Backstage Pass: Model Victoria Henley wishes Elvis a happy birthday


Elvis Aron Presley, the undisputed “King of Rock and Roll” and arguably one of the greatest entertainers of all time, took the world by storm with his enigmatic charisma, iconoclastic signature dance moves, and inimitable, rich bluesy vocals from the moment he burst onto the music scene.

Presley’s high octane career, tumultuous and tragic personal life, and meteoric rise to superstardom have spawned countless press articles, books, documentaries, and even a blockbuster film.

Eight-eight-years after the King’s birth, the world remains unwaveringly fascinated.

Naturally, the world ardently and dutifully celebrates Presley’s birthday year and after year, and the Main Event Theater, a charming, intimate showcase space nestled on the bustling, iconic Parkway in Pigeon Forge, Tenn., proved the place to be on Jan. 8, providing an action-packed, talent-laden extravaganza to celebrate what would have been Elvis’s 88th birthday.

Featuring three tremendously talented tribute artists, each bringing to life their own unique interpretation and impression of Presley, this dynamic show paid pitch perfect homage to a legend who shaped the face of the music industry as we know it today.

Elvis’s birthday tribute began with Riley Jenkins, an accomplished 20-year-old Elvis tribute artist who embodied Elvis’s 1950’s iconic rockabilly era, when the artist belted out chart topping hits including “Return To Sender,” Let Yourself Go” and “Little Egypt.” Jenkins, a Paris, Tenn. native, beautifully encapsulated Presley’s boyish charm that brought the nation to its knees so many decades ago, donning the era’s signature bright pink blazer and hitting each high energy dance move and gyration with great aplomb.

The second tribute artist to take the stage, Matt Cordell (who can also be seen as both a swing and headlining performer at many of Pigeon Forge’s top theaters as well as the lead singer in his own band) sported Elvis’s iconic skintight black leather jumpsuit (from his famous 1968 concert special) whose unmistakable charm and palpable charisma was keenly reminiscent of the King himself. Cordell, whose vocals were deep, rich and soulful, crooned some of Presley’s most recognizable classics including “Stop, Look and Listen,” “In the Ghetto” “Walk a Mile in my Shoes,” and “It’s Only Words.”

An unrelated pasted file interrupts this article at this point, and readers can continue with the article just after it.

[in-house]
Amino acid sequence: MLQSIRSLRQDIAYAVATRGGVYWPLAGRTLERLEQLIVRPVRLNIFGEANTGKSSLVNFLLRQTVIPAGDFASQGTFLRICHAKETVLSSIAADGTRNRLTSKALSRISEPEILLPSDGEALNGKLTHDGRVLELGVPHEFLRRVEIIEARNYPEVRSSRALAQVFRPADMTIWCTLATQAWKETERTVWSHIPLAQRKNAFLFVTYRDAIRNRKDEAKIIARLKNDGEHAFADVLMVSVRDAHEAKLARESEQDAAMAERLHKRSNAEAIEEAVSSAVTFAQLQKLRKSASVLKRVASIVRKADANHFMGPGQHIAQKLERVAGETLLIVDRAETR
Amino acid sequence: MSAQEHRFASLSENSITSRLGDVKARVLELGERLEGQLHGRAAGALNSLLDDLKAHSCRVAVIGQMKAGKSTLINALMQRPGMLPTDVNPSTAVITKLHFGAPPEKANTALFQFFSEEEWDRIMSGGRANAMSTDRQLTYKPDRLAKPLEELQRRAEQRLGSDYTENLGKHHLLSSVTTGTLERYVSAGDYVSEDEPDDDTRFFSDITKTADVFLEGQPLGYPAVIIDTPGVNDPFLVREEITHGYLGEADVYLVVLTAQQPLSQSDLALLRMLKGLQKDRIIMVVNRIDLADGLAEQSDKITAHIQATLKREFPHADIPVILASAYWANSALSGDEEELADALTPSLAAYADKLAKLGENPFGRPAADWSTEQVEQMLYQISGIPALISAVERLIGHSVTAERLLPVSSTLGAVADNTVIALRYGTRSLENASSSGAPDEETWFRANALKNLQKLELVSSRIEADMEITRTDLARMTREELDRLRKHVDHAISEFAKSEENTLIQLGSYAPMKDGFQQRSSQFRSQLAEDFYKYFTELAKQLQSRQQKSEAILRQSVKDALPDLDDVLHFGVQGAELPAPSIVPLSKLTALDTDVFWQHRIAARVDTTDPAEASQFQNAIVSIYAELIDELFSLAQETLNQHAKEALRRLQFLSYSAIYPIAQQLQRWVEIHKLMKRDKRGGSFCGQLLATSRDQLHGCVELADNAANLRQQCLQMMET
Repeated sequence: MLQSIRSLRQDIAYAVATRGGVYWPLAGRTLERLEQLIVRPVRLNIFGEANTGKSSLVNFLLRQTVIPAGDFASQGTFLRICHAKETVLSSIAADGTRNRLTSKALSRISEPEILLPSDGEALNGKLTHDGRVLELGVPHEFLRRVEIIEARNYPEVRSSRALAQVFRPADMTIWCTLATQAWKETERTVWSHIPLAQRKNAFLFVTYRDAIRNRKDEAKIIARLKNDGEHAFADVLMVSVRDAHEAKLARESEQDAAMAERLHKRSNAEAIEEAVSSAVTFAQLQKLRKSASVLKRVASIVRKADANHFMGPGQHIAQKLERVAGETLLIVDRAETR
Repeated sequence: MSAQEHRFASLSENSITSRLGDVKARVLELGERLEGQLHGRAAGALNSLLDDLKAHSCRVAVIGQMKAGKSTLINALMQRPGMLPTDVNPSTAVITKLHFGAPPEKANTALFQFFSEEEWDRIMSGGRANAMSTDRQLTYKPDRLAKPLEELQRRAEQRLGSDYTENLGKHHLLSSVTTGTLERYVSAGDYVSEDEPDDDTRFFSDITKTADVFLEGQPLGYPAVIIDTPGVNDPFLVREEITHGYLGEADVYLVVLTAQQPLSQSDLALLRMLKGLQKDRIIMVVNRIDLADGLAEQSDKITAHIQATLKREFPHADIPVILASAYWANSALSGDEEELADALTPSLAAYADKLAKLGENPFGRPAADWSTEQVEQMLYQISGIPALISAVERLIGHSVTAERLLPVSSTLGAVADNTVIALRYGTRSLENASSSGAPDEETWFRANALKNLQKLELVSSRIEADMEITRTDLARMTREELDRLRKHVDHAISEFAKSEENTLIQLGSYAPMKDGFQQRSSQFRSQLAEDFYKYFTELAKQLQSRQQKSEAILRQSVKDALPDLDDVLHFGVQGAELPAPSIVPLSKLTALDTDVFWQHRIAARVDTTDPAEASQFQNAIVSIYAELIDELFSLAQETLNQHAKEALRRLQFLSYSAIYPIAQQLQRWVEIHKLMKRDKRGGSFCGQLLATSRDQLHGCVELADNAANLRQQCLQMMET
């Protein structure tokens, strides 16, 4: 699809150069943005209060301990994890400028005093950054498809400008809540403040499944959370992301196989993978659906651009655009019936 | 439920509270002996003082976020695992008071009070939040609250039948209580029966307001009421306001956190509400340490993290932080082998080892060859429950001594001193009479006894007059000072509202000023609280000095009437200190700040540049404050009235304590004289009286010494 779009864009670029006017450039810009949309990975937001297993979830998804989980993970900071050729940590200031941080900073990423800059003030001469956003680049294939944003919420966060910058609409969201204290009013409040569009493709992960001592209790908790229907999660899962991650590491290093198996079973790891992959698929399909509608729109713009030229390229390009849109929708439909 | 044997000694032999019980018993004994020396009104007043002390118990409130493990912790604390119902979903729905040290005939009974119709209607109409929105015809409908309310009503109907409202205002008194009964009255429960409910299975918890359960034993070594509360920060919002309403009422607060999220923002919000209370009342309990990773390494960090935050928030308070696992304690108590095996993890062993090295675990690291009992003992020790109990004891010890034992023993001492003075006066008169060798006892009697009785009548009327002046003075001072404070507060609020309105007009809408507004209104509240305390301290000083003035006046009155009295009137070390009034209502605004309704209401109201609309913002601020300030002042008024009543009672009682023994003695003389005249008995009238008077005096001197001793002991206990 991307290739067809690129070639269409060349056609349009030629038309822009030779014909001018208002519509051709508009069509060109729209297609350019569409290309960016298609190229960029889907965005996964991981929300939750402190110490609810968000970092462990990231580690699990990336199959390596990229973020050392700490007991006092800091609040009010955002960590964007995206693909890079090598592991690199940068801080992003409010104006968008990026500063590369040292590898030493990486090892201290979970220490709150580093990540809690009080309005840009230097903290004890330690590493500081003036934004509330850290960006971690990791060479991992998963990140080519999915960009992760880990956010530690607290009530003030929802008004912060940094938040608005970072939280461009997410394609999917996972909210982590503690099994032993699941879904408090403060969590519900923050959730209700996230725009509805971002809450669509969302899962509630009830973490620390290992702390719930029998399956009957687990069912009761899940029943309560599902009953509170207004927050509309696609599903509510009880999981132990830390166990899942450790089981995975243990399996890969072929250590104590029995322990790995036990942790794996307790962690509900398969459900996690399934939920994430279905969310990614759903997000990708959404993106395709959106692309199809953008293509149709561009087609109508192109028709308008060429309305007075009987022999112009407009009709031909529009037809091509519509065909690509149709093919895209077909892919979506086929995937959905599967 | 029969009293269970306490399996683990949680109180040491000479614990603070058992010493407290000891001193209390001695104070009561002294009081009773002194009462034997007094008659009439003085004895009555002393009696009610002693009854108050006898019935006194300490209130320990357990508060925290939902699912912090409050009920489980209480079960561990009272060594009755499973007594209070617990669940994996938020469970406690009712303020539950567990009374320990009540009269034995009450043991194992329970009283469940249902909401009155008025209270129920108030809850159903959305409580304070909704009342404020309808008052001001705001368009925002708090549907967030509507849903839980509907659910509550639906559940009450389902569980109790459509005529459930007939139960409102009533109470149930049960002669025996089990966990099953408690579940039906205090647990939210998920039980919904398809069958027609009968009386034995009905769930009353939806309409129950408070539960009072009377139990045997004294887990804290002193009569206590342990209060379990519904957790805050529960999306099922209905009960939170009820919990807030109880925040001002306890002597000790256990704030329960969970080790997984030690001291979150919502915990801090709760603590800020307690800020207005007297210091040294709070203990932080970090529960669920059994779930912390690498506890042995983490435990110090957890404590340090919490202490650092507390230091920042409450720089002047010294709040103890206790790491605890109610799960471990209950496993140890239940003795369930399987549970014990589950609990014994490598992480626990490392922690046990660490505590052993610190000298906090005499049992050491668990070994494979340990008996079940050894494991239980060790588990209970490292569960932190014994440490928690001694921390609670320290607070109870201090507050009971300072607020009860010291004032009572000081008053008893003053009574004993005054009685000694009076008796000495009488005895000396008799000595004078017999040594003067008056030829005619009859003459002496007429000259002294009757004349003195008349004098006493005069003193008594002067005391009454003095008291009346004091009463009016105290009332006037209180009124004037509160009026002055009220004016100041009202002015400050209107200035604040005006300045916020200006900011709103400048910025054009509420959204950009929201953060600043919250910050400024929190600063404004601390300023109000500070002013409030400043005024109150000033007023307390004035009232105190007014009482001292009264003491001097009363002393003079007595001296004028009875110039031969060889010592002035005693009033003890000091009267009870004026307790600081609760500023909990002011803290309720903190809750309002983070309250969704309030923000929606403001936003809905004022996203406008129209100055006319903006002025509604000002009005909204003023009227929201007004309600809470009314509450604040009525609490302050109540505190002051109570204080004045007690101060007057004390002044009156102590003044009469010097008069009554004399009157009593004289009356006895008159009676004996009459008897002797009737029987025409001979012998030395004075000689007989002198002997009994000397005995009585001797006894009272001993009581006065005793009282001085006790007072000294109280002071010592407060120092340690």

The grand finale, Main Event Theater’s resident Elvis tribute artist, Eli Williams (an award winning performer hailing from Canada) concluded the show, donning Elvis’s stark white Nudie Suit, embellished with a variety of brightly colored turquoise stones and appliqués as he brought to life some of Elvis’s hit tunes from some of his larger than life concert specials. Williams closed out the show with a bang, bringing the nearly sold out audience to their feet as he belted out some of The King’s most renowned songs including the rousing “Burning Love,” “Poke Salad Annie,” “Return to Sender,” Let Yourself Go” and the dramatic, emotionally charged ballad, Suspicious Minds.

Years will come and go, seasons will change, and trends will rise and fall, however, one thing that will indubitably remain is Elvis’s prominent, unwavering influence on both the music industry and the world.

Special thanks to Travis and Rene James for facilitating our visit for this spotlight feature.


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